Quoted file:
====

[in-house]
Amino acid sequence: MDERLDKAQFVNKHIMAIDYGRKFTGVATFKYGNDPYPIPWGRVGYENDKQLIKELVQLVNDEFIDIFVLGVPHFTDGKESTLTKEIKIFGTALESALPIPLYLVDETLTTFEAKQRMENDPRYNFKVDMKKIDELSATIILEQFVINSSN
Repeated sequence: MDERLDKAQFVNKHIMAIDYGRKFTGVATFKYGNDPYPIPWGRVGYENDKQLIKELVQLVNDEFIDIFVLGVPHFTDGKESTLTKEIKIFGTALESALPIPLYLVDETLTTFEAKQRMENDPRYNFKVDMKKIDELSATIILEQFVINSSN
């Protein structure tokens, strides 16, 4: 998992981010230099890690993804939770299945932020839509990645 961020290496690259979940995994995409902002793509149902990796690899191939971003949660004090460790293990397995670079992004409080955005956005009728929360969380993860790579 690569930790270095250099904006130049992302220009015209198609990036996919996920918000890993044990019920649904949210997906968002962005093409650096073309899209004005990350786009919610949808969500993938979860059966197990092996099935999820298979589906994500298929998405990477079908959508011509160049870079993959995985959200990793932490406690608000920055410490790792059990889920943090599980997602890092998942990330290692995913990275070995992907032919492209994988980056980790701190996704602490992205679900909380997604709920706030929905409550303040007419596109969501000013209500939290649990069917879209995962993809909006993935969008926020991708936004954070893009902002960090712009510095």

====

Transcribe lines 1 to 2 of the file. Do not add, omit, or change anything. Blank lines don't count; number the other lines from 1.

[in-house]
Amino acid sequence: MDERLDKAQFVNKHIMAIDYGRKFTGVATFKYGNDPYPIPWGRVGYENDKQLIKELVQLVNDEFIDIFVLGVPHFTDGKESTLTKEIKIFGTALESALPIPLYLVDETLTTFEAKQRMENDPRYNFKVDMKKIDELSATIILEQFVINSSN